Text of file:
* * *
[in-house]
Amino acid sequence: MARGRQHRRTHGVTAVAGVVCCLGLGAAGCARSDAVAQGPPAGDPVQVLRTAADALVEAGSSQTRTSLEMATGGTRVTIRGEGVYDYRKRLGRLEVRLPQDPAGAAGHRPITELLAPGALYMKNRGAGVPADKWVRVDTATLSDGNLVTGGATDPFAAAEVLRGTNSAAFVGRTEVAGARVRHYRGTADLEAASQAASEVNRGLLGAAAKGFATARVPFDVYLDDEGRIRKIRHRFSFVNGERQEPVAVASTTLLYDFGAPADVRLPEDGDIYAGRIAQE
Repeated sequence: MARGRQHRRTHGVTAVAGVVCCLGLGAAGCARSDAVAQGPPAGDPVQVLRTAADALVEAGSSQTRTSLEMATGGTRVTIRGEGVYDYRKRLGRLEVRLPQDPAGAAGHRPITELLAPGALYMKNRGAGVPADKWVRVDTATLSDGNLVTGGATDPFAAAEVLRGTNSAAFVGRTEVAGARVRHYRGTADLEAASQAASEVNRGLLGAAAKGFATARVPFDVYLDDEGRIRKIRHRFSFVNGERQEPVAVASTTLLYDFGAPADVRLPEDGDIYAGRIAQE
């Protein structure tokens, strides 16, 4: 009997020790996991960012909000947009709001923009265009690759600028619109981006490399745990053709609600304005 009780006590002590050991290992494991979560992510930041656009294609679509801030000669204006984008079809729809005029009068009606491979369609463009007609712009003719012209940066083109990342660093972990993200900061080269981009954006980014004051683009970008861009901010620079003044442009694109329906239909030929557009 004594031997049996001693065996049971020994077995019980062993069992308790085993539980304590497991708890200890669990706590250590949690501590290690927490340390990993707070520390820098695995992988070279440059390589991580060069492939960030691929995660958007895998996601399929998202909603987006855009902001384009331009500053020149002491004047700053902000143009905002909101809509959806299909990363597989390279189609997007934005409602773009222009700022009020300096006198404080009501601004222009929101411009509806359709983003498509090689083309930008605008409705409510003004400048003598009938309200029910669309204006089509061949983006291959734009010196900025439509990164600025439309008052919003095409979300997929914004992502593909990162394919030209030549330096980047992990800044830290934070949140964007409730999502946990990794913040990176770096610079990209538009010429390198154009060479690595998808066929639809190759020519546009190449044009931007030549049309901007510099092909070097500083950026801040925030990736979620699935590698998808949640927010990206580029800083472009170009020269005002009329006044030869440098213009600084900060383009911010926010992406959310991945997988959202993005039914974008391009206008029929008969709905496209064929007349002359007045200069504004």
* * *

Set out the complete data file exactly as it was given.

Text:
[in-house]
Amino acid sequence: MARGRQHRRTHGVTAVAGVVCCLGLGAAGCARSDAVAQGPPAGDPVQVLRTAADALVEAGSSQTRTSLEMATGGTRVTIRGEGVYDYRKRLGRLEVRLPQDPAGAAGHRPITELLAPGALYMKNRGAGVPADKWVRVDTATLSDGNLVTGGATDPFAAAEVLRGTNSAAFVGRTEVAGARVRHYRGTADLEAASQAASEVNRGLLGAAAKGFATARVPFDVYLDDEGRIRKIRHRFSFVNGERQEPVAVASTTLLYDFGAPADVRLPEDGDIYAGRIAQE
Repeated sequence: MARGRQHRRTHGVTAVAGVVCCLGLGAAGCARSDAVAQGPPAGDPVQVLRTAADALVEAGSSQTRTSLEMATGGTRVTIRGEGVYDYRKRLGRLEVRLPQDPAGAAGHRPITELLAPGALYMKNRGAGVPADKWVRVDTATLSDGNLVTGGATDPFAAAEVLRGTNSAAFVGRTEVAGARVRHYRGTADLEAASQAASEVNRGLLGAAAKGFATARVPFDVYLDDEGRIRKIRHRFSFVNGERQEPVAVASTTLLYDFGAPADVRLPEDGDIYAGRIAQE
């Protein structure tokens, strides 16, 4: 009997020790996991960012909000947009709001923009265009690759600028619109981006490399745990053709609600304005 009780006590002590050991290992494991979560992510930041656009294609679509801030000669204006984008079809729809005029009068009606491979369609463009007609712009003719012209940066083109990342660093972990993200900061080269981009954006980014004051683009970008861009901010620079003044442009694109329906239909030929557009 004594031997049996001693065996049971020994077995019980062993069992308790085993539980304590497991708890200890669990706590250590949690501590290690927490340390990993707070520390820098695995992988070279440059390589991580060069492939960030691929995660958007895998996601399929998202909603987006855009902001384009331009500053020149002491004047700053902000143009905002909101809509959806299909990363597989390279189609997007934005409602773009222009700022009020300096006198404080009501601004222009929101411009509806359709983003498509090689083309930008605008409705409510003004400048003598009938309200029910669309204006089509061949983006291959734009010196900025439509990164600025439309008052919003095409979300997929914004992502593909990162394919030209030549330096980047992990800044830290934070949140964007409730999502946990990794913040990176770096610079990209538009010429390198154009060479690595998808066929639809190759020519546009190449044009931007030549049309901007510099092909070097500083950026801040925030990736979620699935590698998808949640927010990206580029800083472009170009020269005002009329006044030869440098213009600084900060383009911010926010992406959310991945997988959202993005039914974008391009206008029929008969709905496209064929007349002359007045200069504004």